Provided the remote network can access your mqtt broker via the internet then it should be straightforward. Configure the plug with your mqtt address and credentials and it should just work. Make sure the plug you select can be configured for whatever type of connection and credentials you are using.
You will need to be very careful about security with this setup. You are transferring control messages over a public network and it is highly likely that a cheap Wi-Fi switch will not have any real security (TLS) on it. That may mean that anyone with basic skills trawling through the Wi-Fi network may be able to take control of the switch and indeed may well be able to send/receive information to/from your MQTT Broker. In the worse case, they may well be able to get access to your server and do anything they like.
Folk responding to questions like this - please let's take care to inform people of the risks.
Yes, it's a fair point. Clearly, unencrypted MQTT traffic on public networks is an exposure.
I should possibly have stated that the WiFi network I would be using is not 'public' but is provided by a third party for customer use. It is also professionally configured and managed.
I did some testing previously and established that the WiFi network in question (a) isolates clients and
(b) has a fixed public IP address
I limit access to my MQTT broker to traffic with the WiFi network public IP address, while accepting that this could probably be spoofed.
In my case the data and control is entirely non-critical.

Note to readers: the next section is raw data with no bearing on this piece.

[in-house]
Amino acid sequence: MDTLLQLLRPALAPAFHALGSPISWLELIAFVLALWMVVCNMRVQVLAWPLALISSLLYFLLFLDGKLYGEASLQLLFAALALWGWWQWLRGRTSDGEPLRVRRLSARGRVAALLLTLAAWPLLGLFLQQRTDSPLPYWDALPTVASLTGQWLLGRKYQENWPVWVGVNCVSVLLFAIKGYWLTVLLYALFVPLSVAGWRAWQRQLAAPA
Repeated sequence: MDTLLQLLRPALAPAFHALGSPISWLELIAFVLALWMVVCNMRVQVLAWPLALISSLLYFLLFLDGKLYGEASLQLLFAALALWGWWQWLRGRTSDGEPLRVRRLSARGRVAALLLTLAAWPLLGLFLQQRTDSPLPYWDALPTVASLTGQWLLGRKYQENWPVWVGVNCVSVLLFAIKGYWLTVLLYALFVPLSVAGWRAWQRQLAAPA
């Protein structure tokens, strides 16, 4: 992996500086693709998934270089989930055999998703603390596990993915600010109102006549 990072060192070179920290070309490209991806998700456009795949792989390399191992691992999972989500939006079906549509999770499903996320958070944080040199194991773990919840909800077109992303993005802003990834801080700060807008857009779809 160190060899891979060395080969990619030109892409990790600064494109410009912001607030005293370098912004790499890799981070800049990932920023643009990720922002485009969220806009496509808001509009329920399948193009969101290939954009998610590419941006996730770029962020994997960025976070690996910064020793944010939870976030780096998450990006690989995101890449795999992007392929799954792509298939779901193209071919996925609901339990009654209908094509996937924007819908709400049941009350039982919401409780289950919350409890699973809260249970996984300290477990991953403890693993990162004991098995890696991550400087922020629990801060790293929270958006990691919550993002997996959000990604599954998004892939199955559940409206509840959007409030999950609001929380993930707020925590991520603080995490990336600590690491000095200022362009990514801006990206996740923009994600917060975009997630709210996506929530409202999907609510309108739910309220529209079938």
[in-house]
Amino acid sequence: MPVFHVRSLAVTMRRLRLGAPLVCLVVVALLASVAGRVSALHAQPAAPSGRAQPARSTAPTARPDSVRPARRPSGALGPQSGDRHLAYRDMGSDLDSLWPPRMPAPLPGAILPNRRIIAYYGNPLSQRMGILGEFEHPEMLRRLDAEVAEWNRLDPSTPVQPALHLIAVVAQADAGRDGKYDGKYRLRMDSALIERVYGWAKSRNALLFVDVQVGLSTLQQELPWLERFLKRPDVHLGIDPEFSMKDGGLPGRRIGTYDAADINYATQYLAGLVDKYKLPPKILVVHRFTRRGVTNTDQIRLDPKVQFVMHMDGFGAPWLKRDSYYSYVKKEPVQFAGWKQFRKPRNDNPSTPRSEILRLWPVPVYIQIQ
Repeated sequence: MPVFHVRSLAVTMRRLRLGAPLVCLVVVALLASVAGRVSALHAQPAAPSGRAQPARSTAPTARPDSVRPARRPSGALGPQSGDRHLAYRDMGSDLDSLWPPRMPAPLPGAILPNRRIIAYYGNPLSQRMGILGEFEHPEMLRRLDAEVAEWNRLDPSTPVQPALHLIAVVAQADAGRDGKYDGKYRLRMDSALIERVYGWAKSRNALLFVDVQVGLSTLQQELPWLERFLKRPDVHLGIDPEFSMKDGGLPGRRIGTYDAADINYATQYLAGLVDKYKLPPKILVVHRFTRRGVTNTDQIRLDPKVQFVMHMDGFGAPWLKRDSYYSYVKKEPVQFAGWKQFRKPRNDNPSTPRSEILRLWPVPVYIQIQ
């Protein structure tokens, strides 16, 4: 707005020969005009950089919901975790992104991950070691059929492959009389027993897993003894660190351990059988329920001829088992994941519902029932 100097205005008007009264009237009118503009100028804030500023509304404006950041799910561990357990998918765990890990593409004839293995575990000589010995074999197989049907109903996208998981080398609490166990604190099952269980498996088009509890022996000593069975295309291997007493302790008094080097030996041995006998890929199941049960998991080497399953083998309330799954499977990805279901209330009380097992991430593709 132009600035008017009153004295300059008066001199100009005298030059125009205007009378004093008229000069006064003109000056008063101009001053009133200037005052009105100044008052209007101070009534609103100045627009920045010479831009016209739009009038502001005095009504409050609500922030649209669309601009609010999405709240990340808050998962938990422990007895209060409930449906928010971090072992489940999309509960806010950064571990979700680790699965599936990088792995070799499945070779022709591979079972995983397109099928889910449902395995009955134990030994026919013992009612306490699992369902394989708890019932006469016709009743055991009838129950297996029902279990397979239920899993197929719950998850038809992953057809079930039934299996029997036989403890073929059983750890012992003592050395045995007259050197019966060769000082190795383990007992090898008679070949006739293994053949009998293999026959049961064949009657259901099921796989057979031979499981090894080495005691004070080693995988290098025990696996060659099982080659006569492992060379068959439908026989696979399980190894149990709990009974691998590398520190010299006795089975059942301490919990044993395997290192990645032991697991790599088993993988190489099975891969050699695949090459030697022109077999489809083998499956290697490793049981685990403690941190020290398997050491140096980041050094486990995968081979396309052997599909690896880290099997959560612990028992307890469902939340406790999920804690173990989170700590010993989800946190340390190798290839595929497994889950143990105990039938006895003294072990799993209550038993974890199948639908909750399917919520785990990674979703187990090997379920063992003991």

As a point of information, I have two solutions to implementing the control (simple off/on) I'm considering. The 'lazy' option would be to use a 'smart' socket and define the control functions in NodeRed, but I also have the option of implementing this as additional configuration of an already installed ESP32 based 'outstation' which currently operates as a data collector only.
OK, not so bad then, I was worried that this might be a university network
That is good as it massively reduces the attack possibilities.
You might want to limit the access from the network to only allow a specific root topic as well. That will help you if you want to later bridge MQTT brokers.
Of course, you would ideally enforce TLS encryption on the broker but it is unlikely that your IoT devices will support it. Without TLS, there is no point in adding user id/password for clients either.
...newest tasmota supports TLS on mqtt, I believe, but for a local broker, I am still using the connection without (only "secured" my devices and broker in a separate VLAN, where Kids and guests are not allowed